Archive for June, 2010

Trying to Provide Assistance to Stupid People

Sunday, June 27th, 2010

Working in a non-profit, legal organization means I receive a hefty amount of phone calls, many of which, I regret to report, are from stupers (short for unimaginably stupid persons). I received one such call from a woman who, at first, sounded like you and me. But then she rapidly showed her stuper stripes. This was not my first encounter with “Stella.” She’d called before, asking me to “research and locate” three attorneys for her that had been recommended by a postal worker, who evidently used lawyers regularly, but had difficulty remembering their names or much else. The only clues Stella provided me were these:

Stella: The first lawyer’s initials are either ESB, BSE, DBA or TBA. The second Lawyer has an office on State Street (take note, dear reader, there are about 185 legal offices on State Street), and the third lawyer carries a Louis Vuitton briefcase. I think she’s a woman.

You might find this a bit bizarre, but believe it or not, I receive many requests from people searching for particular attorneys located in my county, and the only helpful information they provide goes like this:

“He wears Hawaiian shirts a lot” or  “His name is John” or “She’s petite and pretty.” I swear.

I’d like to think these callers have heard of my astute, private investigator type and even telepathic capabilities. Only I don’t have any.

Stella, however, was deeply impressed with my sweet skills because I found her an attorney with the initials “ESB” who had an office on State Street and who carried a Louis Vuitton briefcase. But in the end, Stella decided the attorney I’d unearthed really couldn’t help her after all. She elaborated:

Stella: I need a lawyer who has experience in the Federal Courts.

Me: I only know of one such attorney, and his experience is with military bases.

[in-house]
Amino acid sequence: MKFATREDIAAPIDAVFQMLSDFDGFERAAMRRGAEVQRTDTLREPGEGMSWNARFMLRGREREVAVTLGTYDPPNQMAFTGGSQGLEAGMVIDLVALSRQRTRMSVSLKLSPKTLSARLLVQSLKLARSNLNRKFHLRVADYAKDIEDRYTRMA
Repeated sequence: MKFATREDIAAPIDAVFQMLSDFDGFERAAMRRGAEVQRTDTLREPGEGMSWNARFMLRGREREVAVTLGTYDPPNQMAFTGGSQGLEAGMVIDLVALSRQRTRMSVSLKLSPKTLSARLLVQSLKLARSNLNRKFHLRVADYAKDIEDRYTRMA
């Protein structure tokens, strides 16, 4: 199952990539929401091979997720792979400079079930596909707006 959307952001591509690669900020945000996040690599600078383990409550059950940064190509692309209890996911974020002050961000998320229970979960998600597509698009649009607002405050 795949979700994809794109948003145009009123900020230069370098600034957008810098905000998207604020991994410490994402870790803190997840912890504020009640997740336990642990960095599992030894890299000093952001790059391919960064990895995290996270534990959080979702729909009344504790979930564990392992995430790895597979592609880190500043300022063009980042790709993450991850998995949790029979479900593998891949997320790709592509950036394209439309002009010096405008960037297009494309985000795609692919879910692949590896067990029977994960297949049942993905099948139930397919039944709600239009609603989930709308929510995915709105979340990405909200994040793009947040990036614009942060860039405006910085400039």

Stella: My case is indirectly related to the military.

Me: He can’t help unless it’s directly related.

Stella: Well, my case is indirectly and directly related.

Me: What’s your case about?

Stella: It’s about family law, criminal law, civil rights, bankruptcy, social security, personal injury, real estate, defamation, intellectual property…. (I had time to run out of the office and across the street to Nordstrom to buy a pair of running shoes, which I knew I’d need after this conversation, as running is excellent therapy; I returned, not having missed any of her conversation)…animal husbandry and maritime law.

Me: (slightly out of breath) Sounds like a complex case. Too complex for us to handle.

Stella: I need a prosecutor and a defender. What does the guy do that you mentioned who practices Federal law? Is he both of those?

Me: He’s a negotiator.

Stella: That’s exactly what I need. Give me his name.

I rapidly considered excuses to get off the phone. Before I could spit one out, she continued:

Stella: Hold it. I’m talking to you from a disposable cell phone because I thought it was safe.

Me: (to myself) Aren’t throwaway phones only used by Al Qaeda, the CIA and those with a tendency to drop cell-phones down the toilet or to throw at stout, Wal-Mart type workers and paparazzi?

Stella: Gosh darn it! I’m not safe here, after all. Some guy wearing dark, mirrored sunglasses is watching me. They’re watching me all the time. Just hold it. I’m being followed again. I’ll have to talk to you later.

And that was that.

In my stupidity studies, I’ve learned that a necessary component to battling stupidity is nonresistance. The Chinese say that water is the most powerful element on earth, because it is perfectly nonresistant. It can wear away a rock, and sweep all before it. I think it’s often a good idea to make like water when confronted with stupidity.